No major citizenship reform has been adopted in Lebanon since the creation of the Lebanese citizenship in 1924. Moreover, access to citizenship for foreign residents does not depend on established administrative rules and processes, but instead on ad hoc political decisions. The Lebanese citizenship regime is thus characterized by immobilism and discretion. This paper looks at the relationship between citizenship regime and confessional democracy, defined as a system of power sharing between different religious groups. It argues that confessional democracy hinders citizenship reform and paves the way to arbitrary naturalization practices, and that, in turn, the citizenship regime contributes to the resilience of the political system. In other words, the citizenship regime and the political system are mutually reinforcing.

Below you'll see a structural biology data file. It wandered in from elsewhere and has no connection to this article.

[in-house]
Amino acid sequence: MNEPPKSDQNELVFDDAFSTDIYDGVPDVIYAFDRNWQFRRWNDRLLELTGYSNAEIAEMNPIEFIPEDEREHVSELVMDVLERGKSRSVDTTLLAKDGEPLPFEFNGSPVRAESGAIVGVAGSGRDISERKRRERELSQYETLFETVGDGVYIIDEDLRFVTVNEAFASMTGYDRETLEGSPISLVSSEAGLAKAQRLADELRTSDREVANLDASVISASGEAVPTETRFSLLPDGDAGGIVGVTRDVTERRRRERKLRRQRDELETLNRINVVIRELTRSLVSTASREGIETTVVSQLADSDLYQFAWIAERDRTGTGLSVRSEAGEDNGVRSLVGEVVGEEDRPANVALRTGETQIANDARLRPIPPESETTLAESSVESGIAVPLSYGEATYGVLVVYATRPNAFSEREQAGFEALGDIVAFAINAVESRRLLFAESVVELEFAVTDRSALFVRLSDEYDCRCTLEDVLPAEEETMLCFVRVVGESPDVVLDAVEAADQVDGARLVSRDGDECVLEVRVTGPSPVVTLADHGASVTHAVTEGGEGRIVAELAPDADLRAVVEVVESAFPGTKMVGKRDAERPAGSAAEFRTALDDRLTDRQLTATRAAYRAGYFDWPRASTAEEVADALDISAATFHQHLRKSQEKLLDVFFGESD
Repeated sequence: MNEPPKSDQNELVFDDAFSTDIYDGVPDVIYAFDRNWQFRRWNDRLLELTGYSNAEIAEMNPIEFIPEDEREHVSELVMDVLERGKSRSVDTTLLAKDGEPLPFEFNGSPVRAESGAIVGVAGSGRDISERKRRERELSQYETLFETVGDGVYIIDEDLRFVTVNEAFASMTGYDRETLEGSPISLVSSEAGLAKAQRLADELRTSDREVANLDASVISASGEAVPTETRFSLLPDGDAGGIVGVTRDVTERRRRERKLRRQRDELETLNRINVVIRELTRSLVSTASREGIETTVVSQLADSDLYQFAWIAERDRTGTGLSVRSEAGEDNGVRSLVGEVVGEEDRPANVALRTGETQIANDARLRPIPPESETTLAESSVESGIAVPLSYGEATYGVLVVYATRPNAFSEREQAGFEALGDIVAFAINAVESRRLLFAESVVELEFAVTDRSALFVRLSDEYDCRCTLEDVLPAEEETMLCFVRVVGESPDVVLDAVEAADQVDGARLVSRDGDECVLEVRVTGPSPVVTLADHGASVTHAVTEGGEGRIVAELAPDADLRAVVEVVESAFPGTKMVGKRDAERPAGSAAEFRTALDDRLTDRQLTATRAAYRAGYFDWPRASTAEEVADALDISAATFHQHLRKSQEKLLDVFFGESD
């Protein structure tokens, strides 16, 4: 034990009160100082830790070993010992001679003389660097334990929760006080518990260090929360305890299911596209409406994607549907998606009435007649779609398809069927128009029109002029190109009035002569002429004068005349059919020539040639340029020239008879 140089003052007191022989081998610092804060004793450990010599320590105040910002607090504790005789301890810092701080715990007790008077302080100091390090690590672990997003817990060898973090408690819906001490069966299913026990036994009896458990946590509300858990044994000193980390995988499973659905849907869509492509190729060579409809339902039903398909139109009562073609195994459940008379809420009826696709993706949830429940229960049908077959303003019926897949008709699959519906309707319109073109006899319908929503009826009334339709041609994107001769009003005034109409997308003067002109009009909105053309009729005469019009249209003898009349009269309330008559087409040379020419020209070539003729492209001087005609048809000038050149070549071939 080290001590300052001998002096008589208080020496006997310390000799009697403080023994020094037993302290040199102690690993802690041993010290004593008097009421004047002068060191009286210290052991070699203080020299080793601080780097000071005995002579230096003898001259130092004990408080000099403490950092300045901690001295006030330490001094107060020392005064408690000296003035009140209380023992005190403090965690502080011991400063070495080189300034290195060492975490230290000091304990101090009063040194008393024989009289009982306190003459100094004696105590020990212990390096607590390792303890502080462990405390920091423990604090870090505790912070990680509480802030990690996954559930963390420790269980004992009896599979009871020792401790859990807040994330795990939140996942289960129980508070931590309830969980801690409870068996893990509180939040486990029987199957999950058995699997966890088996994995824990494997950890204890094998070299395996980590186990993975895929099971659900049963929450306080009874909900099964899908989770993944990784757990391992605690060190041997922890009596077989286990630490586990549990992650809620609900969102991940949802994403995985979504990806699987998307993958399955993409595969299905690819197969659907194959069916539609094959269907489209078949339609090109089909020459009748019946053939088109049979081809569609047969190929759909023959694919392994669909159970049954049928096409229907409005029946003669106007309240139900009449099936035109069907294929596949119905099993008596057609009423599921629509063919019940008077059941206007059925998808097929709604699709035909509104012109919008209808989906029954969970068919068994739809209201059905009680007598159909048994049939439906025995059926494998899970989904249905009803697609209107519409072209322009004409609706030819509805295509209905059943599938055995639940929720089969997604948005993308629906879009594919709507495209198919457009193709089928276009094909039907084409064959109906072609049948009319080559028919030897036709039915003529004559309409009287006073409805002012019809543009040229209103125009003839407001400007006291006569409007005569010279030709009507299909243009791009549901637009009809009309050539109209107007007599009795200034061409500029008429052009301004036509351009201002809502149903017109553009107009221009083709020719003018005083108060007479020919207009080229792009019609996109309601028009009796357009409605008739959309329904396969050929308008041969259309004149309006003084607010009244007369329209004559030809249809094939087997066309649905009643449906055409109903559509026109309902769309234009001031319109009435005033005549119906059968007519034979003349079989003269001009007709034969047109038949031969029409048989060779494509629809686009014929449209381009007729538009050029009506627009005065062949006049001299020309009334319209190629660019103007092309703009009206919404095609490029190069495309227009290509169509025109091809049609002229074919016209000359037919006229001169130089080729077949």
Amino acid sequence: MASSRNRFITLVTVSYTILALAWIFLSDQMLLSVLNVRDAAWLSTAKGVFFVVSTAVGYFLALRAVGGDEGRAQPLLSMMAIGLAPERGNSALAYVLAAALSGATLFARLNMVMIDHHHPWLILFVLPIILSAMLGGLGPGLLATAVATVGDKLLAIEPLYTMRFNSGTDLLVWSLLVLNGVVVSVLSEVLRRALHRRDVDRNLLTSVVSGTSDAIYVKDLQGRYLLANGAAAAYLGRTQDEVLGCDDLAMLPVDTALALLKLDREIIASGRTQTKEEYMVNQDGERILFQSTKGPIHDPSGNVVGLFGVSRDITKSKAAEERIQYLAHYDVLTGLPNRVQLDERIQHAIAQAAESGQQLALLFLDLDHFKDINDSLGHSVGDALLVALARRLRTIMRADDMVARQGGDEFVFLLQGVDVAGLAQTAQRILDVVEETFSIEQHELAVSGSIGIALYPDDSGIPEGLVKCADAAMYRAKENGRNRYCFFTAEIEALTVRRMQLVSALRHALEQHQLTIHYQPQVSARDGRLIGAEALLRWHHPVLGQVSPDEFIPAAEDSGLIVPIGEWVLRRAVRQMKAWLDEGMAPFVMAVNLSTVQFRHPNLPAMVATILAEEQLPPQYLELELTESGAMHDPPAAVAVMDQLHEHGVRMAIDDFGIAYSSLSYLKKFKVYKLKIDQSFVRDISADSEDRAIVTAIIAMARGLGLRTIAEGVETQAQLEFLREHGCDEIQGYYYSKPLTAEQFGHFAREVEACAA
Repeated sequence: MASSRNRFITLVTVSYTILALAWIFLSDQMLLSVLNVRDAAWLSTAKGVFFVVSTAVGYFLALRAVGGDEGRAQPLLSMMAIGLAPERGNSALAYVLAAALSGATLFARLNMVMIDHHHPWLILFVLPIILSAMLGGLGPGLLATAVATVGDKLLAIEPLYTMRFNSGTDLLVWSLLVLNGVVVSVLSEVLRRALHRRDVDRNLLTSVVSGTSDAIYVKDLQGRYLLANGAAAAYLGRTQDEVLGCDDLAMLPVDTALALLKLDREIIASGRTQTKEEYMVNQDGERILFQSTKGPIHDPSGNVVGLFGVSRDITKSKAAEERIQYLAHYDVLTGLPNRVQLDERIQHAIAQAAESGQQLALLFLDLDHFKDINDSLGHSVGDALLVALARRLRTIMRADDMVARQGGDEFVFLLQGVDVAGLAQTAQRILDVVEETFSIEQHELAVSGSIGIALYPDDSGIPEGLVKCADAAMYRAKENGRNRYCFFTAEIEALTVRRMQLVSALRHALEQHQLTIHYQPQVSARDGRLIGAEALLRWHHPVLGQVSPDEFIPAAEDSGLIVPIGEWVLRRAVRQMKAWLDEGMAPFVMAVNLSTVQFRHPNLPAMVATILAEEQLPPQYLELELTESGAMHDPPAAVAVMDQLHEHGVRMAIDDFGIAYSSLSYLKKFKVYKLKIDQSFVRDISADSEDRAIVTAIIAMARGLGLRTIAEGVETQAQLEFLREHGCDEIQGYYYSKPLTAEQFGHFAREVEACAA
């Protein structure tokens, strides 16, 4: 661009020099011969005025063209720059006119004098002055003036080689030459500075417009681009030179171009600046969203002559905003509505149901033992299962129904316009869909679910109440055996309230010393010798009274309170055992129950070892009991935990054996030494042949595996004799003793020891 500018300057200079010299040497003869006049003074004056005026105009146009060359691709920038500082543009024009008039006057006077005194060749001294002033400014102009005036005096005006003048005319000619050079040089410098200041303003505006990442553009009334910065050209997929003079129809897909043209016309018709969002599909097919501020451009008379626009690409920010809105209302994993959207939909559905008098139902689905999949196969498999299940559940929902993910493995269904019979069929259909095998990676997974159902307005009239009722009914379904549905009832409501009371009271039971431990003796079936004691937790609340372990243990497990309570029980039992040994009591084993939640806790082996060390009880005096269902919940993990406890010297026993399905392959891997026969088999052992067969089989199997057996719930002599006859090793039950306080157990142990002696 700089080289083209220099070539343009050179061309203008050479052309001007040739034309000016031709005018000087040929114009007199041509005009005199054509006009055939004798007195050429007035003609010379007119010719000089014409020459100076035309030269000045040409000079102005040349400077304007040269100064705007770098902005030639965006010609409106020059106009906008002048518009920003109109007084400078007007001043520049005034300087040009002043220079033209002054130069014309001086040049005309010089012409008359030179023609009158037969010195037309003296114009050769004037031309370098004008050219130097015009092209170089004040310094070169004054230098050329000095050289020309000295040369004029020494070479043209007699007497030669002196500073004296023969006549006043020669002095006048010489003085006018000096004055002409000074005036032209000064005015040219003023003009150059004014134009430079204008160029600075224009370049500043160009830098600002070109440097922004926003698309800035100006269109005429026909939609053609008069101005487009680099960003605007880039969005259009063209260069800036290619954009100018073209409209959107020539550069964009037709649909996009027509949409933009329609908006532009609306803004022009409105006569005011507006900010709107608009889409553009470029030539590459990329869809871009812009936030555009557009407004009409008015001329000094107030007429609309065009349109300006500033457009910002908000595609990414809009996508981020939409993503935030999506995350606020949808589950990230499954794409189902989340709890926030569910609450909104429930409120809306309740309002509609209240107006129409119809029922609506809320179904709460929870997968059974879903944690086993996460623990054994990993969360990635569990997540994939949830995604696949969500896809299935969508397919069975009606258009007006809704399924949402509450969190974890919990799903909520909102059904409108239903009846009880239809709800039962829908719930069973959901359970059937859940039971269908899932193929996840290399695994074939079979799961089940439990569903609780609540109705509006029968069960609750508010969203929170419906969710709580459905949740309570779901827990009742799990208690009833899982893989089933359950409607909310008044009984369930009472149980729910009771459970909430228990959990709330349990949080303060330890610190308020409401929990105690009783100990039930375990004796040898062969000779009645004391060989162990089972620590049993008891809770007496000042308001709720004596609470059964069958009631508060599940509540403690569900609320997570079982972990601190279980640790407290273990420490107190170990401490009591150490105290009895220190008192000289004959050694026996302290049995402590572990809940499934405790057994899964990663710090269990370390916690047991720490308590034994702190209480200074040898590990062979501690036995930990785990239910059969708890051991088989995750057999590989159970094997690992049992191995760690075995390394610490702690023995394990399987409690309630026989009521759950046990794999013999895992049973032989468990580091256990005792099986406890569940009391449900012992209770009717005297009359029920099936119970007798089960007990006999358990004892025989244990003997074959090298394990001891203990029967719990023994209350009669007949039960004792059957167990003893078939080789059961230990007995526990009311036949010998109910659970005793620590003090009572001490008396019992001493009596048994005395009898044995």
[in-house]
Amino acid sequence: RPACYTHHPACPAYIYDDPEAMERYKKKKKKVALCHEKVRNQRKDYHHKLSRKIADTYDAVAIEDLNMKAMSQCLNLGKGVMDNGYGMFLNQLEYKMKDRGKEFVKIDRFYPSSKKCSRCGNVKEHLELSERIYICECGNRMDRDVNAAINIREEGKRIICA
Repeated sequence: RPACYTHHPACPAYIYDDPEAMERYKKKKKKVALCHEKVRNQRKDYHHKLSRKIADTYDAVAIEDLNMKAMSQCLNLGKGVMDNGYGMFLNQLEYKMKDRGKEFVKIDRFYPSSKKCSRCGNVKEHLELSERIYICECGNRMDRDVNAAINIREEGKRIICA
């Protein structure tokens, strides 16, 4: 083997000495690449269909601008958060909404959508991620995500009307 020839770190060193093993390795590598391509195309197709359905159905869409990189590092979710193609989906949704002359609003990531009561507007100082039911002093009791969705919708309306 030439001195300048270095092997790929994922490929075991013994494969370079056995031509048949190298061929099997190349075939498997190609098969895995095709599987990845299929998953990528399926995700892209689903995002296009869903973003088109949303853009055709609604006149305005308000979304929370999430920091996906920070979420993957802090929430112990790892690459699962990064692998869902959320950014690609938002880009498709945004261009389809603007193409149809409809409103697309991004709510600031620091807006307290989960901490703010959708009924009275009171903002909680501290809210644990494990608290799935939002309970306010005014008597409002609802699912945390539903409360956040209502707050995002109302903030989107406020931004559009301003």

Kahei Hashimoto, “Lebanese Population Movement 1920–1939: Toward a Study,” in The Lebanese in the World: a Century of Emigration, (eds.) Albert Hourani and Nadim Shehadi, London: I. B. Tauris and Center for Lebanese Studies, 1992, 65–107. Various reasons were put forward to explain such a drawback: emigrants were not aware of the necessity to apply for citizenship; they lived in remote places far from any French consulate; they refused to become Lebanese citizens because they rejected French foreign policy and supported Pan-Arabism or Pan-Syrianism.
Knudsen 2009; Sfeir,2008. According to the decree n°398 of November 26, 1949, applicants were required to present a document attesting to their Lebanese origin. The decision to grant citizenship was subsequently taken by the Council of Ministers and the President of the Republic, after inquiry by the Ministry of Interior.
Eric Verdeil, “Les territoires du vote au Liban,”M@ppemonde78, no. 2 (2005): http://mappemonde.mgm.fr/num6/articles/art05209.html.